access_log    /var/log/nginx/access.log;

    default_type       application/octet-stream;

    sendfile        on;
    #tcp_nopush     on;

    #keepalive_timeout  0;
    keepalive_timeout  65;
    tcp_nodelay        on;

    # Turn off compression if there is a caching server in front of Nginx.
    # Play around with optimizing buffer size and ect. based on your needs.
    #gzip  on;
    #gzip_min_length  1100;
    #gzip_buffers     4 8k;
    #gzip_types       text/plain;
    #gzip_disable "MSIE [1-6]\.(?!.*SV1)";

    # Include other configs..
    include /etc/nginx/conf.d/*.conf;
    include /etc/nginx/sites-enabled/*;

Example /etc/nginx/sites-available/default:

# Specify the number of backend servers along with how you want them
# distrbuted. You can use domain name, IP address, port, or unix sockets.
# By default, Nginx uses round robin. Stick with IP addresses and ports.
# See Backend Servers section on how to set up multple instances on one
# machine.

upstream backend {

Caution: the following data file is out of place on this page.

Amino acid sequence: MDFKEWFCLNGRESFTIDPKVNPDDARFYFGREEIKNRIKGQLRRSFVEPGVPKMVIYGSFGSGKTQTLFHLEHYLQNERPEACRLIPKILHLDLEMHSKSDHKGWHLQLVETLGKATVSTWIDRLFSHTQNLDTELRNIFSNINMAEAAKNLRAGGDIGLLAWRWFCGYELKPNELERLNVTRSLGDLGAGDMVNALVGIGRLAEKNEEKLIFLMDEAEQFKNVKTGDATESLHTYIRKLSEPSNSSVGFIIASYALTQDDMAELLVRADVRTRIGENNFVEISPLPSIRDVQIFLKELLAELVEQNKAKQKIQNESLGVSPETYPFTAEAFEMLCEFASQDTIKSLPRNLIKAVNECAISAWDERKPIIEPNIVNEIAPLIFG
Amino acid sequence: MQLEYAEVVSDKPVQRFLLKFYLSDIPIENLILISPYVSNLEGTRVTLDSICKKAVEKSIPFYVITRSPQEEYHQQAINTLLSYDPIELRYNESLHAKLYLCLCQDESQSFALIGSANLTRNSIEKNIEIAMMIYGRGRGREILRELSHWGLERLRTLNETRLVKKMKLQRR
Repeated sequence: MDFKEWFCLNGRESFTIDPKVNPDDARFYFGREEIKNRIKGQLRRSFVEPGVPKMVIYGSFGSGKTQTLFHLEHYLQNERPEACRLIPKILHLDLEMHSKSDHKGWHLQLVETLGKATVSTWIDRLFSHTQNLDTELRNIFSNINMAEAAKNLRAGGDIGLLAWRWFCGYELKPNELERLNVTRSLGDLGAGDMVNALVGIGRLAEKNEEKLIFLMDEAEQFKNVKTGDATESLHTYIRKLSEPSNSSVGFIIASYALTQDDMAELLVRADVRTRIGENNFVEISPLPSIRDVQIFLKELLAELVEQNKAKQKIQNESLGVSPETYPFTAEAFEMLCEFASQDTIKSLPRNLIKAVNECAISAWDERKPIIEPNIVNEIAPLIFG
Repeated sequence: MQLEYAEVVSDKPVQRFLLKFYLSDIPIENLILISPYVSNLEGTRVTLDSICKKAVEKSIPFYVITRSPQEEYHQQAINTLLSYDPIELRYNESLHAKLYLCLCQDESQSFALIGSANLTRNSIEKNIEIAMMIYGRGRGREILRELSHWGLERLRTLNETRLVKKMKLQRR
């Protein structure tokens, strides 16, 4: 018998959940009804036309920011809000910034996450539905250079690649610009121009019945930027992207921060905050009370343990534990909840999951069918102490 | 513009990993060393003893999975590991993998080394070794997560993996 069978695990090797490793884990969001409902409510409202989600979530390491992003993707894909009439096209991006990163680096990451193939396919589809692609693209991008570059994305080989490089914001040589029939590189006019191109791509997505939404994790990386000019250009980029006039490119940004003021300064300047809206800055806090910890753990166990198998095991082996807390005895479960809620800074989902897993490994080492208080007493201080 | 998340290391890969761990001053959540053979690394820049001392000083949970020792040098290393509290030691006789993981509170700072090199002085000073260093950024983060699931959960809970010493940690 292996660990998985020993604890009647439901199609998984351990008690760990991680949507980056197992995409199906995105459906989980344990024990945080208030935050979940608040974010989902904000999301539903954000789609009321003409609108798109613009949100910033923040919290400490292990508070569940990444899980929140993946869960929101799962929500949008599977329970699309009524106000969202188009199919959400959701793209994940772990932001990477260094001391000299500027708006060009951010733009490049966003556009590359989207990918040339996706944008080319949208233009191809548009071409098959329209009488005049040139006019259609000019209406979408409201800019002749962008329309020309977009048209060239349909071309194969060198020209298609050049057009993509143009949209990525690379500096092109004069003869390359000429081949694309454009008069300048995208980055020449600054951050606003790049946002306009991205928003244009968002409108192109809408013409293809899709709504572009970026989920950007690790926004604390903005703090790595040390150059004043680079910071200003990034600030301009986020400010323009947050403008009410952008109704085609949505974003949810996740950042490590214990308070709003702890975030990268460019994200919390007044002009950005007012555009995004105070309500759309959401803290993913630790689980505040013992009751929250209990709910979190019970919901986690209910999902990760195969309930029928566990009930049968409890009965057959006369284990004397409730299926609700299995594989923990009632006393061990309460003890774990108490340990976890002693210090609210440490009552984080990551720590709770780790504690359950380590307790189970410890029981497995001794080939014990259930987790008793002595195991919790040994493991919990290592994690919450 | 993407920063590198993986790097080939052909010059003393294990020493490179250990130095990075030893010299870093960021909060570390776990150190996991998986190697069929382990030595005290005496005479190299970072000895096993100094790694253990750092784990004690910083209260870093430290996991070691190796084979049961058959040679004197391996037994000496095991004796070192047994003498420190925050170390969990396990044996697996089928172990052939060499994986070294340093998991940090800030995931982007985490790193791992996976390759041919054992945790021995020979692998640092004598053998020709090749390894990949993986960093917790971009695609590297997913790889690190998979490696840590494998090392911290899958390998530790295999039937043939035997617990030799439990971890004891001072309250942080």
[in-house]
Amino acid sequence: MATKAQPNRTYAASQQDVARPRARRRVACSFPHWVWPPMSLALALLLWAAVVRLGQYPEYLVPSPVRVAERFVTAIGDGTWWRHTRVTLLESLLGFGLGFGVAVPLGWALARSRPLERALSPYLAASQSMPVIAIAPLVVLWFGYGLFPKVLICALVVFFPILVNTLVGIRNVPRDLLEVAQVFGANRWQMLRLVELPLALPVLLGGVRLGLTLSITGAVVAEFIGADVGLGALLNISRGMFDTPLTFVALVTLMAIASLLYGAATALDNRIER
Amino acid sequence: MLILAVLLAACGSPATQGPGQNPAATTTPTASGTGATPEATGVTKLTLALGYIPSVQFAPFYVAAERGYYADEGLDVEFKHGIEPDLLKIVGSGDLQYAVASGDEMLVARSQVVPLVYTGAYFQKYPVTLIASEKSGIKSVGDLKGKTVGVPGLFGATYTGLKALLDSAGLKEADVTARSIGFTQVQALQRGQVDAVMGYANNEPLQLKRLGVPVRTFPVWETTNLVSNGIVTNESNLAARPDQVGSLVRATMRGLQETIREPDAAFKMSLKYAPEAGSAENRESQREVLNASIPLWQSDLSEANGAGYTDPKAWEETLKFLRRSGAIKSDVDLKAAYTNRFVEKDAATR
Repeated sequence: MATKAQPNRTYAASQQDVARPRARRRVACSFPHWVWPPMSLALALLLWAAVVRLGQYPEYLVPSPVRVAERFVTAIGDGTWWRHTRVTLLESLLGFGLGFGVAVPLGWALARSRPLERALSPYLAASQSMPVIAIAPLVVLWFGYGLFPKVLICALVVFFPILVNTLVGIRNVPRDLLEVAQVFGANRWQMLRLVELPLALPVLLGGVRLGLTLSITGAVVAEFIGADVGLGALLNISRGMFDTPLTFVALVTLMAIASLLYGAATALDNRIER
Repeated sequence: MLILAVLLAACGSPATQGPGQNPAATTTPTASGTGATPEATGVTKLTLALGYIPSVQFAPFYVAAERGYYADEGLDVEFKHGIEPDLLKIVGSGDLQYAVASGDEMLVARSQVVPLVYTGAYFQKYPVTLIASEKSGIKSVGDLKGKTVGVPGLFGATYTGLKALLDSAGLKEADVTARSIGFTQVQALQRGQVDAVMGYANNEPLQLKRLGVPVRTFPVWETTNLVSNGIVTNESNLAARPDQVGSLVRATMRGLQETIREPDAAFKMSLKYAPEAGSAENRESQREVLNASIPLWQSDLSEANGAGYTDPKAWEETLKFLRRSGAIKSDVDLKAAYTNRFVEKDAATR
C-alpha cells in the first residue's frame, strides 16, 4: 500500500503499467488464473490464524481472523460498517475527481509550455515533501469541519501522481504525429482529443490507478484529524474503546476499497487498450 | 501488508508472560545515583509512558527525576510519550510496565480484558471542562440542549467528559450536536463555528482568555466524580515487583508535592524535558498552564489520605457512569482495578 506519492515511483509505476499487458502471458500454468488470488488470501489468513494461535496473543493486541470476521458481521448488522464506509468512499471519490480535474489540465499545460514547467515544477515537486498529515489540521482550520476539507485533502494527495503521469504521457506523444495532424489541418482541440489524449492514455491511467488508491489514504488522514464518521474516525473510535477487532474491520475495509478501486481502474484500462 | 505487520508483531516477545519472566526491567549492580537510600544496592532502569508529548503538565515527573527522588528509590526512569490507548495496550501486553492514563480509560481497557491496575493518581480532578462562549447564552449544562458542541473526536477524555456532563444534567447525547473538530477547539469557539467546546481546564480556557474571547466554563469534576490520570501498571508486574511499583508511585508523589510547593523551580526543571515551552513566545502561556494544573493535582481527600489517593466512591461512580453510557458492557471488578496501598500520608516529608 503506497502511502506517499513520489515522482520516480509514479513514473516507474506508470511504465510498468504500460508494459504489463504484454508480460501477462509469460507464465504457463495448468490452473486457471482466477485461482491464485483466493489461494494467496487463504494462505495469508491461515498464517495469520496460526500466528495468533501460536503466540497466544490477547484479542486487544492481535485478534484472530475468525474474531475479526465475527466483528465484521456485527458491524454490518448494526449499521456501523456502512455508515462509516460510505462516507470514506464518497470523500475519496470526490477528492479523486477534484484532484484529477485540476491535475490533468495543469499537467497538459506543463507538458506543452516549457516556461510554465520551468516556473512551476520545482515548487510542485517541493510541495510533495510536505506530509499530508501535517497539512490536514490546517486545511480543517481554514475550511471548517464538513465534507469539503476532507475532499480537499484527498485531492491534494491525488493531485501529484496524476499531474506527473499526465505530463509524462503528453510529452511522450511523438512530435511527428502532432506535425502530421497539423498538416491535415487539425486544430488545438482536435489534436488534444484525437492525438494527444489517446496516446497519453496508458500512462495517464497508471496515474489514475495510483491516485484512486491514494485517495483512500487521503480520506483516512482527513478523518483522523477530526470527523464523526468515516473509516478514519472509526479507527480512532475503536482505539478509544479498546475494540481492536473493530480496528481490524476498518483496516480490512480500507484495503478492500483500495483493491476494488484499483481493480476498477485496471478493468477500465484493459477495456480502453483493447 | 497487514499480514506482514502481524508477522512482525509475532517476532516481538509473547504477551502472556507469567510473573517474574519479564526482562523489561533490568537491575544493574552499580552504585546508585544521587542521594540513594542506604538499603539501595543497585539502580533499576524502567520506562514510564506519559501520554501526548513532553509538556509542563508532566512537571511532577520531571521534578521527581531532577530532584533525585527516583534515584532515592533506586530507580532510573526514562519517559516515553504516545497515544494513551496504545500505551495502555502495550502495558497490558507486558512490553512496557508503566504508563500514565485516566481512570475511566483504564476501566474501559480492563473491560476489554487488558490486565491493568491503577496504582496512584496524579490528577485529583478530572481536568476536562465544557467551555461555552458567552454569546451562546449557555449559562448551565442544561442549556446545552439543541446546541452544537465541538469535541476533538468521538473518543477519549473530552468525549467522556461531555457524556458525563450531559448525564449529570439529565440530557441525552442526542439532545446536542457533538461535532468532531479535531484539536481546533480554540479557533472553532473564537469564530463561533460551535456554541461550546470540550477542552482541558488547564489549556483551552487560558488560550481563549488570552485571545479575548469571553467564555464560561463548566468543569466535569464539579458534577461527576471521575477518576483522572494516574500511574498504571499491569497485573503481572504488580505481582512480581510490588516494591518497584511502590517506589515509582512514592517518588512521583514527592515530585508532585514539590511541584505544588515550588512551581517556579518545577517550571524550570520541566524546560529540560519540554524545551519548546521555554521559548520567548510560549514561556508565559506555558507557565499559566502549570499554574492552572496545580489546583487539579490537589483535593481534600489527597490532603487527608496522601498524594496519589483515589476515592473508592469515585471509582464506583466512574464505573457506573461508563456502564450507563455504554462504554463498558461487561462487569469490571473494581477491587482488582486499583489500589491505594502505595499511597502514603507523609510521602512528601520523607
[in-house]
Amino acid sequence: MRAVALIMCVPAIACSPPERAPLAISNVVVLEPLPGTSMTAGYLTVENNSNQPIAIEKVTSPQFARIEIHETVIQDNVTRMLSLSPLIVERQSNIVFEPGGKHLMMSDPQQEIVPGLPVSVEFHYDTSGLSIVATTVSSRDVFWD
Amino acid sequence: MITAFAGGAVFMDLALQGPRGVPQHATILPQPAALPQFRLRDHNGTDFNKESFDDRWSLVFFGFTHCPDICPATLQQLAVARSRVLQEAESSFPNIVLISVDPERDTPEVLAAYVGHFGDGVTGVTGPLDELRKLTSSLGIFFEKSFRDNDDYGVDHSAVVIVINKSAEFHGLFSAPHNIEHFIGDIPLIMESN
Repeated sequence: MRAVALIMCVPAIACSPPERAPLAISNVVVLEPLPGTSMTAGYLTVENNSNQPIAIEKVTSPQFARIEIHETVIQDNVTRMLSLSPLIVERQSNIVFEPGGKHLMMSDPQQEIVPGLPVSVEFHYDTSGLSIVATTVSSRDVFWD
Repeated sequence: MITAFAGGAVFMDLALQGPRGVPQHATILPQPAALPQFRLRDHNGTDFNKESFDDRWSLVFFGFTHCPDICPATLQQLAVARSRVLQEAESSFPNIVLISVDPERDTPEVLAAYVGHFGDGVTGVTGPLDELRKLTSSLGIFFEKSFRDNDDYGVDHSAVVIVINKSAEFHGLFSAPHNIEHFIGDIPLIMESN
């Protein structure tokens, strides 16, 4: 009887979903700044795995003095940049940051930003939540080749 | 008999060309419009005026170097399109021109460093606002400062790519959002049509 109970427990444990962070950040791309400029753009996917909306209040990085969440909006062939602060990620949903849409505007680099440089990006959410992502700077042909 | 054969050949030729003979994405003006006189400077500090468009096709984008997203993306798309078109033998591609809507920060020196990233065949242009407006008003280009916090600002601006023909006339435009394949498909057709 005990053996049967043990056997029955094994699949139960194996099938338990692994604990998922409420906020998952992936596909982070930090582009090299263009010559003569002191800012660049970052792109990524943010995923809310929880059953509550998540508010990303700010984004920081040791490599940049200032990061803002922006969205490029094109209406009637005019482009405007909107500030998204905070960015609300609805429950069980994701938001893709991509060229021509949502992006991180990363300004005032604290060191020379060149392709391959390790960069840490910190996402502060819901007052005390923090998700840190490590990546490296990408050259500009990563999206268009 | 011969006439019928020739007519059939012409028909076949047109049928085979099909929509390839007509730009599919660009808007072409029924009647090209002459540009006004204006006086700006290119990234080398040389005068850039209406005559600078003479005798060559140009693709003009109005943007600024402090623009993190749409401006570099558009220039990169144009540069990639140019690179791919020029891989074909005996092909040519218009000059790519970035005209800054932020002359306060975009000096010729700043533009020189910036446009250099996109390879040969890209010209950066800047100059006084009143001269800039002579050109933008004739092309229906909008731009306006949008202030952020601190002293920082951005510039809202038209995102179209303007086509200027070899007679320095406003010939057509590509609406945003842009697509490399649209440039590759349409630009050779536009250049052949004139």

#server weight=5;
    #server bobscomputer;
    #server unix:/tmp/;

server {
    # Port 80 is implied but with a caching server in front, you need a
    # different port. 
    #listen        80;

    # It is recommended you create a separate access log for the server.
    access_log  /var/log/nginx/access_server.log;

    # Serve static files using Nginx thus allowing Dancer to handle more
    # dynamic content requests.
    # Huge performance boost! First you must move all your
    # static ('/public') folder to the same server as Nginx or accessible
    # from by Nginx over the network.
    location ^~ (/images/|/css/|/javascripts/) {
        root /var/www/myapp/public;
        expires 30d;

    # This is where all magic happens. Everything in this block goes
    # directly to Dancer. What's going on?